Making Sense of the “Watering Down” of Maker’s Mark

Bartenders and liquor store owners respond to the brand's controversial decision to drop the proof of its famous bourbon.

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Despite their concerns about the how the product will be affected, both Meehan and Goldstein point out that this move is by no means unprecedented in the history of commercial distilling. In 2004, Jack Daniel’s Old No. 7 dropped from 86 proof to 80, and the newer 81-proof Wild Turkey is now far more common than the original 101-proof rye. And it’s commonplace for foreign brands—like Tanqueray and Beefeater—to create different strengths for export versus domestic consumption. Indeed, one might speculate that Maker’s is driven in part by its growing position as an global brand. Due to staggering excise taxes in certain countries, it is almost impossible to sell a high-proof spirit at a reasonable price in those markets.

These economic realities might shed some light on the discussions going on behind closed doors at Maker’s Mark HQ, but they will do little to assuage consumers who just want the product they know and love.

Alla Lapushchik, owner of the brown spirits-focused bar Post Office in Williamsburg, takes the drinker’s point of view: “I like whiskey to start at a higher proof that I can water down to my preference. The proof probably still ends up being around 90, but I can choose depending on the whiskey whether I wanted it a little stronger or not.” Part of the popularity of more robust, cask-strength whiskeys within the bar community comes down to this ability to temper the heat of the spirit to taste—whether that means adding a splash of water or an ice cube, or mixing other ingredients into a cocktail. (Whether the new 84-proof Maker’s will hold up in a classic mint julep is yet to be seen.)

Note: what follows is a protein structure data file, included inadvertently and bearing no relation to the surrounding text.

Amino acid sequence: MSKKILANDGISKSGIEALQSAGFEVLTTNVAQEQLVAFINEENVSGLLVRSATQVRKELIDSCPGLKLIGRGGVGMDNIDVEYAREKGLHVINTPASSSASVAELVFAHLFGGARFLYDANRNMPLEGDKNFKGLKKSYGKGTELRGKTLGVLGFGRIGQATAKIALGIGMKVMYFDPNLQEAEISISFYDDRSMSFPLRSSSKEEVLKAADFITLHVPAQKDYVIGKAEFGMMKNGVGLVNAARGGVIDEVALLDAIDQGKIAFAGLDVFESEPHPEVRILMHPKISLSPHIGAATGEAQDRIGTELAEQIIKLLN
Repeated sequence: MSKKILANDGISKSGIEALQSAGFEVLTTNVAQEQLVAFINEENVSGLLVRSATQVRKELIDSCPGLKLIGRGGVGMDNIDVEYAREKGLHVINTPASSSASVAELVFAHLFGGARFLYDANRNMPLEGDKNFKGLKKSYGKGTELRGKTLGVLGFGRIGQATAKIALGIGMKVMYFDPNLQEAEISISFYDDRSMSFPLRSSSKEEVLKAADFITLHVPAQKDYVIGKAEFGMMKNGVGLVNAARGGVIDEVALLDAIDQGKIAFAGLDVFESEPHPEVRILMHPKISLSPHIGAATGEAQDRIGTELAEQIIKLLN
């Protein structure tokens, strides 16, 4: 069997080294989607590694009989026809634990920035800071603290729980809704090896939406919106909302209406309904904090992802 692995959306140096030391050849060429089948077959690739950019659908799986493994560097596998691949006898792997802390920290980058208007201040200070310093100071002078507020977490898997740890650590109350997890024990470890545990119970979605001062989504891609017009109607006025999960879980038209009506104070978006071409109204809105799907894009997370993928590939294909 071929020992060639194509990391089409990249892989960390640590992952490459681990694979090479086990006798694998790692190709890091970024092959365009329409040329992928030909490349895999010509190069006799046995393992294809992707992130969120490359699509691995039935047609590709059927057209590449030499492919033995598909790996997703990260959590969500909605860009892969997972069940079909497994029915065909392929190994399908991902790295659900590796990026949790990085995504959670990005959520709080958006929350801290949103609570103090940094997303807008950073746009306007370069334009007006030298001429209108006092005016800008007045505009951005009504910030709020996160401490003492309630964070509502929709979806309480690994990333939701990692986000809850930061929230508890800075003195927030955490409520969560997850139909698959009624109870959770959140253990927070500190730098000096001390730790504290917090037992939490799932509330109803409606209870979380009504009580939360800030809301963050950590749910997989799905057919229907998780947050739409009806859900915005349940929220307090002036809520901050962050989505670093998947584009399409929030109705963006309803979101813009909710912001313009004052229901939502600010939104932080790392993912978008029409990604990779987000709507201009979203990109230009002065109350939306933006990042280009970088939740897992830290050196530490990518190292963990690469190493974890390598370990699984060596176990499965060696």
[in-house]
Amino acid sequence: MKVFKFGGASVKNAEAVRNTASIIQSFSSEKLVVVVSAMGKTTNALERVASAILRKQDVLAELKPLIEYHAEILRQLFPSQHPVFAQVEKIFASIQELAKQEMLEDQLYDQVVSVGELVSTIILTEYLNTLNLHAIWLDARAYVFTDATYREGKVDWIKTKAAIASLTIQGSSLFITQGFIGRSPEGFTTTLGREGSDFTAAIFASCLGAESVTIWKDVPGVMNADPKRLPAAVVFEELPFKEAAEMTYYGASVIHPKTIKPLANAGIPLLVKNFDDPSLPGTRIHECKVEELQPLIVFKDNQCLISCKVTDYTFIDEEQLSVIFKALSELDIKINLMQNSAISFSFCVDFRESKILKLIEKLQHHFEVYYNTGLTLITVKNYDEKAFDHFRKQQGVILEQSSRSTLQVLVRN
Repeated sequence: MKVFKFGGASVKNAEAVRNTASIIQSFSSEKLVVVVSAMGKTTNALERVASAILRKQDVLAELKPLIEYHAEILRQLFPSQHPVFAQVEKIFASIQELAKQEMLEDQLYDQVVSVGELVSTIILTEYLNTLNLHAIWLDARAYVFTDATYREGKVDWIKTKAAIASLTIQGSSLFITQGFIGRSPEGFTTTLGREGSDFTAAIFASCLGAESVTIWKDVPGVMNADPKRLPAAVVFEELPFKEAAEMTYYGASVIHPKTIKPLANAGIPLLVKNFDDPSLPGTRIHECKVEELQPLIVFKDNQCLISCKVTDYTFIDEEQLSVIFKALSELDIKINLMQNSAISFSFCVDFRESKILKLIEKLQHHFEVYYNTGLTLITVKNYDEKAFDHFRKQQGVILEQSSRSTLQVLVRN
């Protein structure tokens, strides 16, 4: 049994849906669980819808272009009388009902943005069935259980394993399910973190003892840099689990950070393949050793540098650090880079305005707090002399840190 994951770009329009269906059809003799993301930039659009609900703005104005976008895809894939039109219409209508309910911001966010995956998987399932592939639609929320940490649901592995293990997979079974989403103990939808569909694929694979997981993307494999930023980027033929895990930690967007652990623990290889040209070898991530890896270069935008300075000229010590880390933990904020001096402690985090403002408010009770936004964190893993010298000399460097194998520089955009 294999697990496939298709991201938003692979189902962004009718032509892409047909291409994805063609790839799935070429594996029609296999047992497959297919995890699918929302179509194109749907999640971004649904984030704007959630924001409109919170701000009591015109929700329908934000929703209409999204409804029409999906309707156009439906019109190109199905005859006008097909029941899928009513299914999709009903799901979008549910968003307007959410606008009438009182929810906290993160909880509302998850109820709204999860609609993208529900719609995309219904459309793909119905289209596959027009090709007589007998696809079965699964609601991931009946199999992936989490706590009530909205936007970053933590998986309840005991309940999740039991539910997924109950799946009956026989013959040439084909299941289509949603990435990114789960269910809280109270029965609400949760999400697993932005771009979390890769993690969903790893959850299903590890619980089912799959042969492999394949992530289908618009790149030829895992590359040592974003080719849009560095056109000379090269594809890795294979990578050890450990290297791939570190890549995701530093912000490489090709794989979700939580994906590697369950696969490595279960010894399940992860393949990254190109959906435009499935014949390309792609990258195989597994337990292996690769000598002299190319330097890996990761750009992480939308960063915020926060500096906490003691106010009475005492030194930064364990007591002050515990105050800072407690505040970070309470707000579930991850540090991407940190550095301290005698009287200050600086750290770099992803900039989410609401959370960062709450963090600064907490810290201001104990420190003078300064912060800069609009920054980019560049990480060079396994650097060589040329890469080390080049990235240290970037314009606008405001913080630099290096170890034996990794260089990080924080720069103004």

I envisioned there being a true shortage for a time before supplies caught up with demand—I never thought Maker’s would go the Hamburger Helper route.

Ultimately, even those who understand the economics of the move hold out hope that this is a stop-gap solution until production catches up with demand. “Hopefully, they’ll make and age more bourbon and then bring back [the original strength],” says Meehan.

In the meantime, he notes that “you can’t always drink George T. Stagg,” referring to the cultish 142-proof whiskey produced by Buffalo Trace. That said, “There’s certainly a place for 42- and 43-percent bourbons [in the market],” he continues.

Whether or not Maker’s is the brand that should occupy that category is something for consumers to decide as they vote with their wallets in coming years.

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Written by Chris Schonberger (@cschonberger)

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